1. What is a normal ejection fraction?
ANS: About 70 ± 10% of the end-diastolic volume that is ejected during systole by angiography.
2. What is the blood pressure response to a Valsalva strain if the ejection fraction is normal, i.e., 70 ± 10% by angiography, or 60 ± 10% by radionuclide methods?
ANS: If the cuff pressure is held at 25 mmHg above systolic pressure during the strain, a few Korotkoff sounds heard at the beginning of the strain reflect the increased intrathoracic pressure. Then the Korotkoff sounds will disappear as the blood pressure falls, because of the decrease in venous return. Post-Valsalva, the Korotkoff sounds will reappear due to an overshoot of at least 25 mmHg if the ejection fraction is normal. If no overshoot is obtained, hold the cuff pressure at 15 mmHg above the control pressure. If there is an overshoot to 15 mmHg, the ejection fraction may be low normal or it may be slightly reduced.
3. What kind of blood pressure response to the Valsalva occurs with a markedly reduced ejection fraction?
ANS: During the entire strain, the blood pressure stays up, and after the Val-salva maneuver there is no overshoot or bradycardia. This is known as
A. The typical normal blood pressure response to a 10-s Valsalva strain showing a good post-Valsalva overshoot, indicating an ejection fraction of about 70 ± 10%.
B. The absent post-Valsalva overshoot suggests an ejection fraction of about 50 ± 10% by angiography.
a square-wave response. This is partly due to the excess lung blood volume in the congested lungs, which continues to empty into the LV during the entire 10 s of strain.
How does the square-wave response relate to ejection fraction and end-diastolic pressure in the LV?
ANS: It has been found that the ejection fraction is about 20 ± 10% by angiography (15 ± 10% by radionuclide methods). The end-diastolic pressure in the LV is likely to be very high (i.e., as much as 40 mmHg).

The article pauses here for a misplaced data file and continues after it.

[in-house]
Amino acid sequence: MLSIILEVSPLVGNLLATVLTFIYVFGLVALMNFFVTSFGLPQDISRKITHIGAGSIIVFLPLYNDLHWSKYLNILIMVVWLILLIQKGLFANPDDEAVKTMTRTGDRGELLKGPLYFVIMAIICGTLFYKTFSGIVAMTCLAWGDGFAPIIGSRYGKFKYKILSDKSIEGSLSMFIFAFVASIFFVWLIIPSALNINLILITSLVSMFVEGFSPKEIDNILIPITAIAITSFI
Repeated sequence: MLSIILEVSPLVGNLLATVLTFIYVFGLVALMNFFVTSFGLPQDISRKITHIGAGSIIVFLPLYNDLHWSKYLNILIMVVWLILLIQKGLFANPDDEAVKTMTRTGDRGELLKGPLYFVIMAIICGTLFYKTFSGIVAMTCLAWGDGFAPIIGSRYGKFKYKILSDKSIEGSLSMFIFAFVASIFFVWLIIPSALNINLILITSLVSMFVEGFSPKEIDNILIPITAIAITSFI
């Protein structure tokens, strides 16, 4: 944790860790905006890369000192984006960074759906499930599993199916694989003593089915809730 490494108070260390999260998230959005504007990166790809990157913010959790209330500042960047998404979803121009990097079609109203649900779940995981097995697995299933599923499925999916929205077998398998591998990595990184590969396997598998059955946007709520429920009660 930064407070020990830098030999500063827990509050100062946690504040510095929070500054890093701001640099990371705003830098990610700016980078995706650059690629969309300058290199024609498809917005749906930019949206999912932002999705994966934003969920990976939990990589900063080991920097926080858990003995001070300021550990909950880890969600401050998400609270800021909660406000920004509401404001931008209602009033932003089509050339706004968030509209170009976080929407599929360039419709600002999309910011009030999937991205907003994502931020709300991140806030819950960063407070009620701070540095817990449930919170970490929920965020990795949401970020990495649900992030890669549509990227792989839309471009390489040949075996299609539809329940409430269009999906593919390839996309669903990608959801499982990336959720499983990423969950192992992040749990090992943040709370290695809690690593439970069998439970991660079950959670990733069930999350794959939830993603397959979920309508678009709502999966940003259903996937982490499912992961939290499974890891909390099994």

The square-wave response is present when there is no fall in blood pressure during and no rise in blood pressure after a Valsalva strain. This usually indicates an ejection fraction of 20 ± 10%.
5. What happens to the blood pressure response to the Valsalva if the ejection fraction is reduced to 50 ± 10% by angiography (40 ± 10% by nuclear methods) and has a near-normal ejection fraction only with the help of a high end-diastolic pressure?
ANS: The blood pressure and pulse pressure decrease during the strain, but there is no poststrain overshoot . This is presumably due to the excess sympathetic tone to which hearts with reduced ejection fractions are subject. Therefore, the strain does not stimulate enough further sympathetic drive to produce an overshoot after release of the strain.
6. What can produce a falsely abnormal absence of overshoot despite a normal heart?
ANS: a. Any cause of autonomic imbalance, such as the use of beta blockers.
b. Decreased blood volume.
c. A moderate or large ASD.
Note: A large ASD may even produce a square-wave response.
7. How can you help the patient to perform a Valsalva if he or she cannot comprehend your instructions or cooperate enough to carry out the maneuver?
ANS: a. Press on the abdomen with one hand and ask the patient to push your hand away with the abdomen. If this does not work, then b. Have the patient blow up an aneroid manometer to 40 mmHg through a rubber tube connection. (A 20-gauge needle inserted into the rubber tube will ensure that continuous expiration through an open glottis is moving the manometer needle and prevents the needle from moving if only intra-oral pressure is raised.)
c. Have the patient blow out hard against the resistance of the patient's forefinger inserted into his or her mouth.
Note: Another way to use blood pressure to tell if the patient has low cardiac output is to divide the difference between systolic and diastolic blood pressure. This is known as the proportional pulse pressure. If the difference between systolic and diastolic blood pressure is 25% of the systolic pressure or less, then there is a 90% chance that the cardiac index is 2.2 L/min/m2 or less.
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Your heart pumps blood throughout your body using a network of tubing called arteries and capillaries which return the blood back to your heart via your veins. Blood pressure is the force of the blood pushing against the walls of your arteries as your heart beats.Learn more...